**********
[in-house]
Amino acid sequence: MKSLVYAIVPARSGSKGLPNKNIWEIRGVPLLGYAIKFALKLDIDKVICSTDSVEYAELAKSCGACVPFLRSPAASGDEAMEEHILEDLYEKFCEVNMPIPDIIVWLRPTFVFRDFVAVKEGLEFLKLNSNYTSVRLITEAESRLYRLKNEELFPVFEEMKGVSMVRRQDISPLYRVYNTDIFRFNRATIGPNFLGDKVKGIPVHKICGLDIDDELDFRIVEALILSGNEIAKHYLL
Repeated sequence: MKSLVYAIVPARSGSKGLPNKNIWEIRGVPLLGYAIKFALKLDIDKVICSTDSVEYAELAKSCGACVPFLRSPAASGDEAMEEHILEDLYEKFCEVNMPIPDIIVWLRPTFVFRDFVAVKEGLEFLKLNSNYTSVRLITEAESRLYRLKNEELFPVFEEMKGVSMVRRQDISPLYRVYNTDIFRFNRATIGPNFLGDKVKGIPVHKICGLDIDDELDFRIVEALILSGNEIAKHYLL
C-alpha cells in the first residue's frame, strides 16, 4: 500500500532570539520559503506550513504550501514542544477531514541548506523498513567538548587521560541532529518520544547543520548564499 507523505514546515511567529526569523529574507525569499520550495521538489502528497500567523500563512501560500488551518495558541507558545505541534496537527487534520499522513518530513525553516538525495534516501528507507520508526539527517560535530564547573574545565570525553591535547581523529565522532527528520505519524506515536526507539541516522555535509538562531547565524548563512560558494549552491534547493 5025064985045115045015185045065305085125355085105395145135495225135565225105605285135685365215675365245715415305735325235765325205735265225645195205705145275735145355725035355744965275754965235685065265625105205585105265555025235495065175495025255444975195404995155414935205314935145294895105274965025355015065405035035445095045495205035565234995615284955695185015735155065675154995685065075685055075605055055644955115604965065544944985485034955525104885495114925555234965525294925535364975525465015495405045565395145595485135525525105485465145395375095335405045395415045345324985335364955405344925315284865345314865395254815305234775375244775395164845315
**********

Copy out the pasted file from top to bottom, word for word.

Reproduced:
[in-house]
Amino acid sequence: MKSLVYAIVPARSGSKGLPNKNIWEIRGVPLLGYAIKFALKLDIDKVICSTDSVEYAELAKSCGACVPFLRSPAASGDEAMEEHILEDLYEKFCEVNMPIPDIIVWLRPTFVFRDFVAVKEGLEFLKLNSNYTSVRLITEAESRLYRLKNEELFPVFEEMKGVSMVRRQDISPLYRVYNTDIFRFNRATIGPNFLGDKVKGIPVHKICGLDIDDELDFRIVEALILSGNEIAKHYLL
Repeated sequence: MKSLVYAIVPARSGSKGLPNKNIWEIRGVPLLGYAIKFALKLDIDKVICSTDSVEYAELAKSCGACVPFLRSPAASGDEAMEEHILEDLYEKFCEVNMPIPDIIVWLRPTFVFRDFVAVKEGLEFLKLNSNYTSVRLITEAESRLYRLKNEELFPVFEEMKGVSMVRRQDISPLYRVYNTDIFRFNRATIGPNFLGDKVKGIPVHKICGLDIDDELDFRIVEALILSGNEIAKHYLL
C-alpha cells in the first residue's frame, strides 16, 4: 500500500532570539520559503506550513504550501514542544477531514541548506523498513567538548587521560541532529518520544547543520548564499 507523505514546515511567529526569523529574507525569499520550495521538489502528497500567523500563512501560500488551518495558541507558545505541534496537527487534520499522513518530513525553516538525495534516501528507507520508526539527517560535530564547573574545565570525553591535547581523529565522532527528520505519524506515536526507539541516522555535509538562531547565524548563512560558494549552491534547493 5025064985045115045015185045065305085125355085105395145135495225135565225105605285135685365215675365245715415305735325235765325205735265225645195205705145275735145355725035355744965275754965235685065265625105205585105265555025235495065175495025255444975195404995155414935205314935145294895105274965025355015065405035035445095045495205035565234995615284955695185015735155065675154995685065075685055075605055055644955115604965065544944985485034955525104885495114925555234965525294925535364975525465015495405045565395145595485135525525105485465145395375095335405045395415045345324985335364955405344925315284865345314865395254815305234775375244775395164845315